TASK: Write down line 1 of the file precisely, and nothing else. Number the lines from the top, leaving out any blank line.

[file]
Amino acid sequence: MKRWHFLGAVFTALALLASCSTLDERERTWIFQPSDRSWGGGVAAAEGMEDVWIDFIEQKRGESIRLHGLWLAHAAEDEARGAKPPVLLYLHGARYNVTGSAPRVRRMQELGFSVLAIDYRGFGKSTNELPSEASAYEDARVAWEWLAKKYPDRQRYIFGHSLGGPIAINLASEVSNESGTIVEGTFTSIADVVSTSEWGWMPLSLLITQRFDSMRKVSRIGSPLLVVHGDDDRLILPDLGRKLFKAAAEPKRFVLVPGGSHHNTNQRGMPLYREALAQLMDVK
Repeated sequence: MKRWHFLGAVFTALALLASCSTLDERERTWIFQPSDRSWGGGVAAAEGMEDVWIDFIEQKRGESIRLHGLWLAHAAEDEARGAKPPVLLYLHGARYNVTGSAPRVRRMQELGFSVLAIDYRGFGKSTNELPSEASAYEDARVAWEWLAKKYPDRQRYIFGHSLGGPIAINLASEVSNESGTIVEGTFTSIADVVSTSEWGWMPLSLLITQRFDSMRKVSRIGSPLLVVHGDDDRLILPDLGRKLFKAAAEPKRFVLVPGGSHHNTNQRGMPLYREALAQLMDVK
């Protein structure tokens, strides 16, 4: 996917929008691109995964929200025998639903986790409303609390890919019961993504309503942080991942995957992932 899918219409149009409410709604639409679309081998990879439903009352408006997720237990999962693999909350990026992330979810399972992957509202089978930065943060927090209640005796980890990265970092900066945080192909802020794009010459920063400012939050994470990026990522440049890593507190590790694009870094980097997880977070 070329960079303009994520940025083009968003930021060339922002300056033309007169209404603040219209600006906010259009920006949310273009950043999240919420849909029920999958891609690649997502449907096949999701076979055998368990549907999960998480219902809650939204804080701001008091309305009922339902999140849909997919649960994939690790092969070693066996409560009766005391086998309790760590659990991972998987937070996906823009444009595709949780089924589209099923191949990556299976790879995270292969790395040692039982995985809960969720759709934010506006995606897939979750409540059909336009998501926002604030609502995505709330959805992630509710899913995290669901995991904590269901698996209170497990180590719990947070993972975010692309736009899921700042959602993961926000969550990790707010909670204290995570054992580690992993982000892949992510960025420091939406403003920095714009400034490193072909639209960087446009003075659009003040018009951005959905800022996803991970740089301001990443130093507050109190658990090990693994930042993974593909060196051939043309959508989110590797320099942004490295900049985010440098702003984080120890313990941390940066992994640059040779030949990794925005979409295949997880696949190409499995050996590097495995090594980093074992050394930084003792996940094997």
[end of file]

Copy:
Amino acid sequence: MKRWHFLGAVFTALALLASCSTLDERERTWIFQPSDRSWGGGVAAAEGMEDVWIDFIEQKRGESIRLHGLWLAHAAEDEARGAKPPVLLYLHGARYNVTGSAPRVRRMQELGFSVLAIDYRGFGKSTNELPSEASAYEDARVAWEWLAKKYPDRQRYIFGHSLGGPIAINLASEVSNESGTIVEGTFTSIADVVSTSEWGWMPLSLLITQRFDSMRKVSRIGSPLLVVHGDDDRLILPDLGRKLFKAAAEPKRFVLVPGGSHHNTNQRGMPLYREALAQLMDVK